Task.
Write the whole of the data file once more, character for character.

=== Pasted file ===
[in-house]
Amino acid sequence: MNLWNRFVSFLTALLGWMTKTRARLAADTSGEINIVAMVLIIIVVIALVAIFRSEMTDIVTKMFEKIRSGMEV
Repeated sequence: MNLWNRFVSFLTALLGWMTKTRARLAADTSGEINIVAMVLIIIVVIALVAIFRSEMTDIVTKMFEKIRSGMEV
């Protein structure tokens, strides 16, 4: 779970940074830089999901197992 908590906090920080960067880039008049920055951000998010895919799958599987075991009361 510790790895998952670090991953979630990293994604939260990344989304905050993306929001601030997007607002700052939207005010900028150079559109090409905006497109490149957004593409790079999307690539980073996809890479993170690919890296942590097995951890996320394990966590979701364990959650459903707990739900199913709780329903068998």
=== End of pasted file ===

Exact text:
[in-house]
Amino acid sequence: MNLWNRFVSFLTALLGWMTKTRARLAADTSGEINIVAMVLIIIVVIALVAIFRSEMTDIVTKMFEKIRSGMEV
Repeated sequence: MNLWNRFVSFLTALLGWMTKTRARLAADTSGEINIVAMVLIIIVVIALVAIFRSEMTDIVTKMFEKIRSGMEV
């Protein structure tokens, strides 16, 4: 779970940074830089999901197992 908590906090920080960067880039008049920055951000998010895919799958599987075991009361 510790790895998952670090991953979630990293994604939260990344989304905050993306929001601030997007607002700052939207005010900028150079559109090409905006497109490149957004593409790079999307690539980073996809890479993170690919890296942590097995951890996320394990966590979701364990959650459903707990739900199913709780329903068998």